Oil Prices Predict a Growing Economy
By Mel Miller
Fourth in a series of economic updates focused on key recession indicators.
It is often tempting to confuse correlation with causation. For example, just because there is a positive correlation between the length of women’s skirts and the stock market does not mean that one causes the other. But when it comes to predicting recessions there is a correlation that, in my opinion, is a causation factor—the price of oil.
Unfortunately, the United States is driven by cheap energy (please pardon the pun, this is serious business). Granted, the sustainability movement is changing the energy landscape as more and more citizens are made aware of the environmental risks of fossil fuels, but until the majority stop relying on oil, coal, and gasoline, I feel the price of oil indicator will be a valuable statistic to monitor.
History has shown us that six of the last seven recessions have been preceded by a spike in energy prices, as the chart illustrates.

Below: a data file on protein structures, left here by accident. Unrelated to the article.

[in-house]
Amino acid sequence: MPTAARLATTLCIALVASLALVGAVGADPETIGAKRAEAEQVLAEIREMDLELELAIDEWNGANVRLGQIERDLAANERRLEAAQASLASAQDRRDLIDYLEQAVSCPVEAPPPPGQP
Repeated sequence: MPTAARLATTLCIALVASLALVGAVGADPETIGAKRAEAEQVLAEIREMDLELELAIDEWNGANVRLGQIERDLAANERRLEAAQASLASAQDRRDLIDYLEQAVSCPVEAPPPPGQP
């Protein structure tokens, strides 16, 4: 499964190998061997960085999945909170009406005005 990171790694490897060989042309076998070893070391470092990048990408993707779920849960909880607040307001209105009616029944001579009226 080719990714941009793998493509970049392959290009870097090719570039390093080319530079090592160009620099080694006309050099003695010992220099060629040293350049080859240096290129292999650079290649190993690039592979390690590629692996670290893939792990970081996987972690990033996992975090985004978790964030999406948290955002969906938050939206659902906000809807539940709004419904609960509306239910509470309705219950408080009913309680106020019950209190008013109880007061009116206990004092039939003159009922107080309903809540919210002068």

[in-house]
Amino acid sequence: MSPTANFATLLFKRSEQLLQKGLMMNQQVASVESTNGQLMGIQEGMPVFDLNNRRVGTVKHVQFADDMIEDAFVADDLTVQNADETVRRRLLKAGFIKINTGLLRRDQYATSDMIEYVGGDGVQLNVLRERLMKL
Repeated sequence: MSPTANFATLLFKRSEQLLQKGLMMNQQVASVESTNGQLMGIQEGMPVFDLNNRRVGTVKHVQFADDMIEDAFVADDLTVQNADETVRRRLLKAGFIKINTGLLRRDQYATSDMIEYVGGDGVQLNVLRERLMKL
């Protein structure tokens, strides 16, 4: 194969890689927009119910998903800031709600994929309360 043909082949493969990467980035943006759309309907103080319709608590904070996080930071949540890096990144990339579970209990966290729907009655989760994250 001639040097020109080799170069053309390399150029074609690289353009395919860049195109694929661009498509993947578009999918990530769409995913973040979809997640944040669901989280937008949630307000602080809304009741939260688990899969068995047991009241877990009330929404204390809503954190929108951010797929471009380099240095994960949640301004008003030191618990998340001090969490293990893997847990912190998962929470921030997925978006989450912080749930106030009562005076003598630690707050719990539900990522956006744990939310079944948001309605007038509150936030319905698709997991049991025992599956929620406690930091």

Since the price of oil fluctuates daily, what constitutes a spike which would bring about a recession? A 20% year-over-year increase is the generally accepted trigger point. The demand for gasoline, as an example, tends to be inelastic (miles driven do not decline given an increase in price) until the price approaches $4.00 per gallon.
What is the prospect for the future price of oil? Based on the futures market, the price of oil is expected to decline by approximately 10% during 2014. If the projections are correct, the oil indicator is pointing to a growing economy and not a recession.
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Posted: December 18, 2013